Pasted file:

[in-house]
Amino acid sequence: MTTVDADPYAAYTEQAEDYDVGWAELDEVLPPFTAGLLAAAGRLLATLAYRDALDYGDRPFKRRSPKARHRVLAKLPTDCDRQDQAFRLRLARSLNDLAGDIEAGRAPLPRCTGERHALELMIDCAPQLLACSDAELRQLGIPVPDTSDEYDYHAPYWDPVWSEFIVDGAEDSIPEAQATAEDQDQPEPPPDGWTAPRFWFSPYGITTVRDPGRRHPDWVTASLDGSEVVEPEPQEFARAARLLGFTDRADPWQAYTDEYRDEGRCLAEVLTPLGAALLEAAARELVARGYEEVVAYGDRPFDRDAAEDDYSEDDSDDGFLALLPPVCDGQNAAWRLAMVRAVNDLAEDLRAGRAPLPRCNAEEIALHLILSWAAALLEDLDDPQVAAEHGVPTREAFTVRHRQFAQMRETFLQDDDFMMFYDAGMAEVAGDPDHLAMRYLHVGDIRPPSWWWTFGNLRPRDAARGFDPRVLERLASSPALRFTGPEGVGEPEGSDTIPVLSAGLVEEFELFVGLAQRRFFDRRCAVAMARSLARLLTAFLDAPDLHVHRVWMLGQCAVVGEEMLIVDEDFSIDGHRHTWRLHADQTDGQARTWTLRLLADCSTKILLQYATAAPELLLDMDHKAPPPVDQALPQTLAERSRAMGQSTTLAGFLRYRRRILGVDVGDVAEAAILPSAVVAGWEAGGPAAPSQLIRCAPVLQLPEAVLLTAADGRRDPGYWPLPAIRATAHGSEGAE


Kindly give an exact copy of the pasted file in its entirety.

[in-house]
Amino acid sequence: MTTVDADPYAAYTEQAEDYDVGWAELDEVLPPFTAGLLAAAGRLLATLAYRDALDYGDRPFKRRSPKARHRVLAKLPTDCDRQDQAFRLRLARSLNDLAGDIEAGRAPLPRCTGERHALELMIDCAPQLLACSDAELRQLGIPVPDTSDEYDYHAPYWDPVWSEFIVDGAEDSIPEAQATAEDQDQPEPPPDGWTAPRFWFSPYGITTVRDPGRRHPDWVTASLDGSEVVEPEPQEFARAARLLGFTDRADPWQAYTDEYRDEGRCLAEVLTPLGAALLEAAARELVARGYEEVVAYGDRPFDRDAAEDDYSEDDSDDGFLALLPPVCDGQNAAWRLAMVRAVNDLAEDLRAGRAPLPRCNAEEIALHLILSWAAALLEDLDDPQVAAEHGVPTREAFTVRHRQFAQMRETFLQDDDFMMFYDAGMAEVAGDPDHLAMRYLHVGDIRPPSWWWTFGNLRPRDAARGFDPRVLERLASSPALRFTGPEGVGEPEGSDTIPVLSAGLVEEFELFVGLAQRRFFDRRCAVAMARSLARLLTAFLDAPDLHVHRVWMLGQCAVVGEEMLIVDEDFSIDGHRHTWRLHADQTDGQARTWTLRLLADCSTKILLQYATAAPELLLDMDHKAPPPVDQALPQTLAERSRAMGQSTTLAGFLRYRRRILGVDVGDVAEAAILPSAVVAGWEAGGPAAPSQLIRCAPVLQLPEAVLLTAADGRRDPGYWPLPAIRATAHGSEGAE